Recently, I started listening to the audiobook of Sherlock Holmes: The Definitive Collection, narrated by Stephen Fry. Covering the four novels and fifty-six short stories written by Arthur Conan Doyle about Holmes – and with a foreword by Fry himself at the start of each novel or collection – it’s a very long audio production at nearly 72 hours; fortunately, it’s divided into six sections, so you don’t have to download it all onto your device at once. Even though I’d already read the Holmes stories, and even though I had another audiobook on the go – The Dead Zone by Stephen King – I’ve still been using most of my recent listening time to listen to Holmes. Maybe that’s because The Dead Zone is often a depressing and disturbing story and I’m often in the mood for something more familiar and comforting. Or maybe I like Stephen Fry’s voice. But of course, the stories themselves are great too, especially since it’s been a while since I read most of them; not so long as to forget the solutions, but long enough to enjoy being reminded of the details.
Sherlock Holmes may not be a character you can warm up to in terms of personality – he’s aloof and conceited – but he is extremely admirable as a hero. He has a style all of his own, using his intense powers of observation and deduction, combined with an extensive background knowledge of crime, to solve mysteries. He stands apart among other people, and yet doesn’t feel unbelievable, as we are given logical explanations as to how he reaches his conclusions. You could view him as a superhero with no actual super powers, like Batman – though unlike Batman, Holmes gets by without a limitless supply of money to fund his battle against crime.
In terms of the audiobook, I’m currently up to the beginning of The Hound of the Baskervilles, meaning that the last full story I listened to was one of my favourites, The Final Problem. This is the story in which Holmes apparently dies, falling into the Reichenbach Falls in Switzerland while wrestling with his ultimate nemesis Professor Moriarty. Fry narrates this one particularly well, with his Dr Watson sounding close to tears as he reads the final lines. Listening to it, I found myself thinking about the interesting real-life circumstances behind the story, and how Doyle had seriously intended it to be Holmes’s final adventure.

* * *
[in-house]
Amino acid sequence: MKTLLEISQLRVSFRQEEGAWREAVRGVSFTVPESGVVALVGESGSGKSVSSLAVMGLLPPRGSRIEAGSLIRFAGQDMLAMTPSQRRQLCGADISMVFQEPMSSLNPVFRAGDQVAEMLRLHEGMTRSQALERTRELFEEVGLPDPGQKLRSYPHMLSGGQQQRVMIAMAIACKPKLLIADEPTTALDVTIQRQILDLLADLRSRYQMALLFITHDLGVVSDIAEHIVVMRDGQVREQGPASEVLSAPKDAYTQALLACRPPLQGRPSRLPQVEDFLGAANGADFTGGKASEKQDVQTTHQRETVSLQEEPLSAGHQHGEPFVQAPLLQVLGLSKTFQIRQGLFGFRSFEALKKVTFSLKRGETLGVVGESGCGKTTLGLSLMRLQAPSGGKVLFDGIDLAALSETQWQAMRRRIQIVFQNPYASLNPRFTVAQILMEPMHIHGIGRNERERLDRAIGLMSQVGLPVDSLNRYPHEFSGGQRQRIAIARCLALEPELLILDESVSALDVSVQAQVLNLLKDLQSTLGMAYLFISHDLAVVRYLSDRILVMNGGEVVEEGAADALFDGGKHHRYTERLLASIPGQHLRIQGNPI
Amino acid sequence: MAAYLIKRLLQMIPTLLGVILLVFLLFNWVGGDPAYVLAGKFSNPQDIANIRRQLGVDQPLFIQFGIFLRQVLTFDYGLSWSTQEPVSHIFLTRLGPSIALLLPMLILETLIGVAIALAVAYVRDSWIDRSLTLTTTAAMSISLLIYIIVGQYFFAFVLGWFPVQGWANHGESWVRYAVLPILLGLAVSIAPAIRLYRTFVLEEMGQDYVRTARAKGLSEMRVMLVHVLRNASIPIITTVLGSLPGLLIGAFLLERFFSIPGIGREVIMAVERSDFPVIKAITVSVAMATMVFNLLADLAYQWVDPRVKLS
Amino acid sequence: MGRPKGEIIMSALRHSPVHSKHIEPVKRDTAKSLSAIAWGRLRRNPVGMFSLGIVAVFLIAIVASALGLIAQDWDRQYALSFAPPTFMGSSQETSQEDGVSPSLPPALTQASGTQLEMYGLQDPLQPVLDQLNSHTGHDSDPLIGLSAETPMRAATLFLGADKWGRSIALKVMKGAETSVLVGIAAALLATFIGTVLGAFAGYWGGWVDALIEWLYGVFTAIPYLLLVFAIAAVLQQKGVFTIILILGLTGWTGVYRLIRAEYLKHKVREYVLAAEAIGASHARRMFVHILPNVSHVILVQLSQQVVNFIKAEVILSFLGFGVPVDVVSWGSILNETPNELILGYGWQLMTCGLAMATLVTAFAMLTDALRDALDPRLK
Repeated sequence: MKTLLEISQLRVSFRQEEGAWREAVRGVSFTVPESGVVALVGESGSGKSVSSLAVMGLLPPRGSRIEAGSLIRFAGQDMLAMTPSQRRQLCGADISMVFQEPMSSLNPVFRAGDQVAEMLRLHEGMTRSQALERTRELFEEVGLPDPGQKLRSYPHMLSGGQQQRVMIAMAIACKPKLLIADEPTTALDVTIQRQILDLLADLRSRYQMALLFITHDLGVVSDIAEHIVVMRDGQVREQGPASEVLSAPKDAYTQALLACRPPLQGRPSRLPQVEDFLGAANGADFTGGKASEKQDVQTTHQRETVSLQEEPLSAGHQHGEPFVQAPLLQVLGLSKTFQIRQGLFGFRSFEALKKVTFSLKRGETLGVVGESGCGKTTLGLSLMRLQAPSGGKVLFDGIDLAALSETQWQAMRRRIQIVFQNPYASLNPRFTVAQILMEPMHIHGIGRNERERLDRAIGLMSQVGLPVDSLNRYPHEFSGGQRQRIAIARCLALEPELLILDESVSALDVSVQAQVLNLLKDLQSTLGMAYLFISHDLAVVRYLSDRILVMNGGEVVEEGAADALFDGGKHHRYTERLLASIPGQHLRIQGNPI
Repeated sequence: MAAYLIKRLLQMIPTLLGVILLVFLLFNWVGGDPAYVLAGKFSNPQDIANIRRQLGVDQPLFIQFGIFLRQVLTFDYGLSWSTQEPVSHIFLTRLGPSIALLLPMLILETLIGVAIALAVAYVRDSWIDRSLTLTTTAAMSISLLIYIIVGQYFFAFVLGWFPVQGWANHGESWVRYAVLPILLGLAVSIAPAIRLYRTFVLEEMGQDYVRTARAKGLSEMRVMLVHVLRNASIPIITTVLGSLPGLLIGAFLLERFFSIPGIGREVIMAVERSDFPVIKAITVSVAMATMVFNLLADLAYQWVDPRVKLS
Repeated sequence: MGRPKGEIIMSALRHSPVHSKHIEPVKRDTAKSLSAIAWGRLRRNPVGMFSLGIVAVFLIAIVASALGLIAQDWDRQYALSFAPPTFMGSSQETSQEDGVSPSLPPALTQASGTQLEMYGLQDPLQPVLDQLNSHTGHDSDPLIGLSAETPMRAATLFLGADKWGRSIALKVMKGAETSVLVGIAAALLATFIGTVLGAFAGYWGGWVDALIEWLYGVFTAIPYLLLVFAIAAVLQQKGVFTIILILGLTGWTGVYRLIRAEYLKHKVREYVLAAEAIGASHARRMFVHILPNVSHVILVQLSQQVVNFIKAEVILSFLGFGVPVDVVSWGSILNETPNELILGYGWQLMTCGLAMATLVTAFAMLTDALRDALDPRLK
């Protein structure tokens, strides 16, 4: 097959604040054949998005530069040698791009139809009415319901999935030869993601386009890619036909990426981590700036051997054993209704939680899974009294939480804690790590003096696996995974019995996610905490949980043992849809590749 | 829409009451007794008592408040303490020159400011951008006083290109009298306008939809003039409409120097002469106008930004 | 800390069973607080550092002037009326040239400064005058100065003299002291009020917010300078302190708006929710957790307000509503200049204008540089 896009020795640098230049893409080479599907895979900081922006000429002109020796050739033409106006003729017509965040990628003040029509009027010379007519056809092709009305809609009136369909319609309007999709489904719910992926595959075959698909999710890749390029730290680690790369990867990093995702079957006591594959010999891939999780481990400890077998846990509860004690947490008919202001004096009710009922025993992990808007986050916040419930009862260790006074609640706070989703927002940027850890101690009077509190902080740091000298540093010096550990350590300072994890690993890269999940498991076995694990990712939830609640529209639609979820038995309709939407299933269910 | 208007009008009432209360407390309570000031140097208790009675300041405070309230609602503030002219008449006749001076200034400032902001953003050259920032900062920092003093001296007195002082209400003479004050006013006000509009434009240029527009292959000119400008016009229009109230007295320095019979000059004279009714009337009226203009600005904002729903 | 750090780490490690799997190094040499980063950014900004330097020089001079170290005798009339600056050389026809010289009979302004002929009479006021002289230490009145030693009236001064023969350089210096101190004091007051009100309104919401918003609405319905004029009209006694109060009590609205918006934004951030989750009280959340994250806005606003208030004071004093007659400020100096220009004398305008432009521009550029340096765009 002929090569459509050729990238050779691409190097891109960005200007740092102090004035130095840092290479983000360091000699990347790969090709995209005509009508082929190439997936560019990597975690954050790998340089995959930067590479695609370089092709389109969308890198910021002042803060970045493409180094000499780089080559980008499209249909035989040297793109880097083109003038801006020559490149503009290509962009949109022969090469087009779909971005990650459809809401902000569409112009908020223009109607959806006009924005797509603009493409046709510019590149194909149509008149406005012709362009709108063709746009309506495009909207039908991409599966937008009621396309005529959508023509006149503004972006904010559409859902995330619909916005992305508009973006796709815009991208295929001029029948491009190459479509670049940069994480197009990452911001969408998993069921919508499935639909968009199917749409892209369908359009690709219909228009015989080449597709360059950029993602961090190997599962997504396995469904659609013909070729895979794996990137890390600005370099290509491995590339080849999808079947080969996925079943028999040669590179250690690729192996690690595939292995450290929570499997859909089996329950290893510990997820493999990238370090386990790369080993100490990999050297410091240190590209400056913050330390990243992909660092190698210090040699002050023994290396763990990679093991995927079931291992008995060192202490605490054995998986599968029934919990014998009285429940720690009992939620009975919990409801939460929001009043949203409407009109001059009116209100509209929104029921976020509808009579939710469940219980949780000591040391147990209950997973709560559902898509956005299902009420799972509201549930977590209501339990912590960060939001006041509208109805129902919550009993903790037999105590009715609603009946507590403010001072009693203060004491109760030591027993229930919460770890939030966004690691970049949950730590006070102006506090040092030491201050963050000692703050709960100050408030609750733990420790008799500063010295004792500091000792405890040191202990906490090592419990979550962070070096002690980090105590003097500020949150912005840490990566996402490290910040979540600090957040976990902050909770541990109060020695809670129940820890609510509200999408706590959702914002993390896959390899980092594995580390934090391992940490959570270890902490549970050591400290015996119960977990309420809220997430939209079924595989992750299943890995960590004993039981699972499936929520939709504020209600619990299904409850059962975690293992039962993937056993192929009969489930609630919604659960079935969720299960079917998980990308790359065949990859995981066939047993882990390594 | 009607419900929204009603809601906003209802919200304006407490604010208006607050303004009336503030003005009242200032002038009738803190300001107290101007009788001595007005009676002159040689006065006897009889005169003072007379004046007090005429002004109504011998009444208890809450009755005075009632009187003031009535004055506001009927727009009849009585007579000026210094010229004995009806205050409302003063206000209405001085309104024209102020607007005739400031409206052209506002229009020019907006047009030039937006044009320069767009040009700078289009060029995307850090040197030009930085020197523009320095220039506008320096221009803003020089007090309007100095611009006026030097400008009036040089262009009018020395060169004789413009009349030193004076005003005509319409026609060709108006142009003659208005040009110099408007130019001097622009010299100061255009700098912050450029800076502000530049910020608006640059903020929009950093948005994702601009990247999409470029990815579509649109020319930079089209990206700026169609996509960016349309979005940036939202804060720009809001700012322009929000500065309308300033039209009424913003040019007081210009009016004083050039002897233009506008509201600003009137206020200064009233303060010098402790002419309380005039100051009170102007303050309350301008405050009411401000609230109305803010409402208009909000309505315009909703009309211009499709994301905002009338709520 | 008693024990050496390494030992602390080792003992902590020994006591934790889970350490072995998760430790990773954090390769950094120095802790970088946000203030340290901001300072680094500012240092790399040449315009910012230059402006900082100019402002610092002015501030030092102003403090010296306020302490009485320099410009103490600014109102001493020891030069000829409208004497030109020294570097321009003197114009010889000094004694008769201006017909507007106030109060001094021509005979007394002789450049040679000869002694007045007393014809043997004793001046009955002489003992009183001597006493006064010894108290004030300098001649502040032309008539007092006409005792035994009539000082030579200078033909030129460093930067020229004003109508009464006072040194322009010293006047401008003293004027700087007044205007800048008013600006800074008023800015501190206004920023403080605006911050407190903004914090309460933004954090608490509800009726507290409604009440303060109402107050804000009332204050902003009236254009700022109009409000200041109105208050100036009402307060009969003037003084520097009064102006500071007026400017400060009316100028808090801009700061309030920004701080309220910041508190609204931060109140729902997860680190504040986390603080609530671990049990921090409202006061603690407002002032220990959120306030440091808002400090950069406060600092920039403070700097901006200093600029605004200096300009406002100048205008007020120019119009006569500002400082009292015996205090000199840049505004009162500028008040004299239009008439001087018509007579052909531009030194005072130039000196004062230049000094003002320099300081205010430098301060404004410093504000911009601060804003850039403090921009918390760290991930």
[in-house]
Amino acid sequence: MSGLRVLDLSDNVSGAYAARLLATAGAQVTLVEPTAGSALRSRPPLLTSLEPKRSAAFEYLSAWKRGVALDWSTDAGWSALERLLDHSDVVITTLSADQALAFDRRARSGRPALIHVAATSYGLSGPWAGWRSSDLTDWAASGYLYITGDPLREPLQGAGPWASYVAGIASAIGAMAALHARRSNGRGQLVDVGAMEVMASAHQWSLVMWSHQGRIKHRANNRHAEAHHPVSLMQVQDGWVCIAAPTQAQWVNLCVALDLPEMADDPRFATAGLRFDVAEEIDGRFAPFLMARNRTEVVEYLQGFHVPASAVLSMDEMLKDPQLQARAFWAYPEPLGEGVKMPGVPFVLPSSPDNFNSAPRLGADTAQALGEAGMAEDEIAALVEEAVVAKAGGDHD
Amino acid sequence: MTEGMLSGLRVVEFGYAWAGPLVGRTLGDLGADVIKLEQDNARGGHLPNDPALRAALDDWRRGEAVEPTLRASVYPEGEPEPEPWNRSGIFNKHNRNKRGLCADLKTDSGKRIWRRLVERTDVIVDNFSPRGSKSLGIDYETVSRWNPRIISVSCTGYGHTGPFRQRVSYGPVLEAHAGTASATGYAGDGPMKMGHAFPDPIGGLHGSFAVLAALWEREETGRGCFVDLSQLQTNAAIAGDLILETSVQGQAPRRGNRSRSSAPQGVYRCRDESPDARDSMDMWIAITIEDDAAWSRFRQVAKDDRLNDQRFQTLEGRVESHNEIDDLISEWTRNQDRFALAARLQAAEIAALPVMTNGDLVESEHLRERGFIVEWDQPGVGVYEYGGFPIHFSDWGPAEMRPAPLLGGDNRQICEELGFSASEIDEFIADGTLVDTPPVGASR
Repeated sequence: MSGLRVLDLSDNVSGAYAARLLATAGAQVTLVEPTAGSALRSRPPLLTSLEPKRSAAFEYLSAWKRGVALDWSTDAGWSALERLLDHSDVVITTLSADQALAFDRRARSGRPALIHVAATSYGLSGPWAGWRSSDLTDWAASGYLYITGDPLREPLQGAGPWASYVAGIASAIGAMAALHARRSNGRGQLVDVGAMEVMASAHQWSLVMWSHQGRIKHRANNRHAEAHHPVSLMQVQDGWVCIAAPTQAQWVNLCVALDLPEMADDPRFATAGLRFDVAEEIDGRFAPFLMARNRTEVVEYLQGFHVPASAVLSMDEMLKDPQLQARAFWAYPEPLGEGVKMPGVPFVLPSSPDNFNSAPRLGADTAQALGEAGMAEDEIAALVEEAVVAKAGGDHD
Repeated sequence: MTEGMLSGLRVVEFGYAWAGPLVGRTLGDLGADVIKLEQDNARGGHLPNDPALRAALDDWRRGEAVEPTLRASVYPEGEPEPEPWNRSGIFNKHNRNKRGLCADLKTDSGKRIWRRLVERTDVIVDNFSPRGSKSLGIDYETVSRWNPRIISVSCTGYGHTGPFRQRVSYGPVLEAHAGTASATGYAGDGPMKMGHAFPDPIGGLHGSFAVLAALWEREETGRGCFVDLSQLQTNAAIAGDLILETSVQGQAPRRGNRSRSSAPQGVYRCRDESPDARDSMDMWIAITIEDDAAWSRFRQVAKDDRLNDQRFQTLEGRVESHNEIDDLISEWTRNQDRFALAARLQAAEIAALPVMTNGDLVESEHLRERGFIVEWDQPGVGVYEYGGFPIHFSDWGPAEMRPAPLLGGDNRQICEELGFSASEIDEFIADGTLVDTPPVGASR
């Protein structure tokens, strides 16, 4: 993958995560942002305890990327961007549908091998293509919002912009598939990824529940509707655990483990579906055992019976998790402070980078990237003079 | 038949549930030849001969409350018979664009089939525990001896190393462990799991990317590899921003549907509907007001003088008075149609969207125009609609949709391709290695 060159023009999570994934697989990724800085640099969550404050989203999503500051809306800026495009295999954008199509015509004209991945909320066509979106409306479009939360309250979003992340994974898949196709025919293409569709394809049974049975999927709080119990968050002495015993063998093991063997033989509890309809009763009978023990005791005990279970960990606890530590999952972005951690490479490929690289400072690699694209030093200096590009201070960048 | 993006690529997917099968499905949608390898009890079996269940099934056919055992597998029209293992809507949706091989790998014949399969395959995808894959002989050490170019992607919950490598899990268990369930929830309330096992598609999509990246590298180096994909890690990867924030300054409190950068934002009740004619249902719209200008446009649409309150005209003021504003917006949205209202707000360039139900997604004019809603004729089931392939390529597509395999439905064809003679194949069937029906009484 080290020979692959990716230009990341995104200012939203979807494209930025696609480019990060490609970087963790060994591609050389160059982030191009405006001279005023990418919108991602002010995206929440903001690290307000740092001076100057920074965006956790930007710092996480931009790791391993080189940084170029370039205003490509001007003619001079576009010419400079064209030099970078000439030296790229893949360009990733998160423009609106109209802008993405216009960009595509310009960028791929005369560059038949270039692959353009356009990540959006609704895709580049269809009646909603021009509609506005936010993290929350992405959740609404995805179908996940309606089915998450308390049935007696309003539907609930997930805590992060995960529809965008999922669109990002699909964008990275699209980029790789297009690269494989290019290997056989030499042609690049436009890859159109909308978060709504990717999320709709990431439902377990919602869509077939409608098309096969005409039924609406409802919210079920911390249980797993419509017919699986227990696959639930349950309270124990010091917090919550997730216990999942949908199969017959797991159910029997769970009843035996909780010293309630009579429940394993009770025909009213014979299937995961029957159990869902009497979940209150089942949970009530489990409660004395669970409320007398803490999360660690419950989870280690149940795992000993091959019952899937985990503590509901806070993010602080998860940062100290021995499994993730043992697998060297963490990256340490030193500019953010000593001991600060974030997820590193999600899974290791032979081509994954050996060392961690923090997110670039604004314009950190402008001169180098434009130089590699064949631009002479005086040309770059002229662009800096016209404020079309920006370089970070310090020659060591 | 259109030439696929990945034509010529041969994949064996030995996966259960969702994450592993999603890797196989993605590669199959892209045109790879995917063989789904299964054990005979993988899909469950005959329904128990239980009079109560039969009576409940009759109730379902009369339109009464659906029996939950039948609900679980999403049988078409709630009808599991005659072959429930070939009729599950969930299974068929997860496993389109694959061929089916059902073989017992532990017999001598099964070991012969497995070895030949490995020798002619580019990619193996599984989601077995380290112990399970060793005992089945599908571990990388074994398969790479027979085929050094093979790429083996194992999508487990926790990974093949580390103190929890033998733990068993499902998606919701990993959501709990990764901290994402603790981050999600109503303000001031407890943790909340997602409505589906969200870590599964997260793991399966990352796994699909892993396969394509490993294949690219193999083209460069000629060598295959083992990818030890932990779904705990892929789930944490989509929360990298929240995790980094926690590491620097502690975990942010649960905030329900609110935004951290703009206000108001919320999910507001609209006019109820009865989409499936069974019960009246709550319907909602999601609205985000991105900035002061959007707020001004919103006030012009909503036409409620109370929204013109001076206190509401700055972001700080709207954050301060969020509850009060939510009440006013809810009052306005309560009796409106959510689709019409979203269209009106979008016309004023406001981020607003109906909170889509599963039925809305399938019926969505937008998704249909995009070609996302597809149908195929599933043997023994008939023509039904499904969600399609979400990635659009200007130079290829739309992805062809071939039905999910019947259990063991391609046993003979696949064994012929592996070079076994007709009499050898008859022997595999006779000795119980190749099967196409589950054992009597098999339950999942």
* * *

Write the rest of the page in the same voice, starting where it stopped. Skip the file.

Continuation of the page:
Sherlock Holmes, and his companion Dr John Watson, made their debut in the novel A Study in Scarlet, which was published in Beeton’s Christmas Annual in 1887 and initially attracted little notice. A sequel, The Sign of Four, appeared in Lippincott’s Monthly Magazine in 1890. Between 1891 and 1893, Doyle then wrote twenty-four short stories about Holmes which were published in the Strand magazine, and it was at this point that the great detective’s popularity really took off.
However, Doyle wasn’t especially happy about this. He preferred writing historical fiction; the detective stories were just meant to be an additional source of income. Gradually, Doyle grew tired of Holmes, but the public still loved the character and demanded more. Finally, in 1893, Doyle decided enough was enough: in The Final Problem, he had Holmes die heroically in the process of defeating a criminal greater than any other, and thought that would be that.
Except it wasn’t. Holmes’s fans were terribly dismayed; the Strand magazine lost around twenty thousand subscribers after the story was published. For the following eight years, Doyle was pressured to bring the character back – then, in 1901, he relented and wrote another Holmes novel, The Hound of the Baskervilles. This was not a true resurrection, however, as the events of the story were supposed to take place before The Final Problem. It wasn’t until The Adventure of the Empty House, published in the Strand in 1903, that Doyle brought Holmes back with the revelation that he had survived the incident at Reichenbach Falls after all. (It was fortunate that Watson hadn’t actually witnessed Holmes’s “death” with his own eyes, so his escape didn’t have to be too contrived.) Doyle would then continue to write stories about Holmes, publishing his last one in 1927.
Since then, of course, Sherlock Holmes has lived on beyond the original Doyle canon, with new stories being written by other creators, and old ones adapted into various mediums. According to the Guinness Book of World Records, Holmes has been portrayed more times on film and TV than any other literary character with the exception of Count Dracula. We’ll never know how long the character would have lived on in people’s minds if Doyle had been allowed to finish him off in The Final Problem, but given that more than half of the canon would not have existed in that case – including The Hound of the Baskervilles, arguably Holmes’s most popular adventure – it seems unlikely that he would be so well known today. Personally, I find it impressive that a fictional character can grip the minds of their fans so powerfully, that their original creator finds themselves unable to put them to bed when desired. To create a character who achieves such immortality might seem wonderful for many authors, but I suppose it could be a mixed blessing.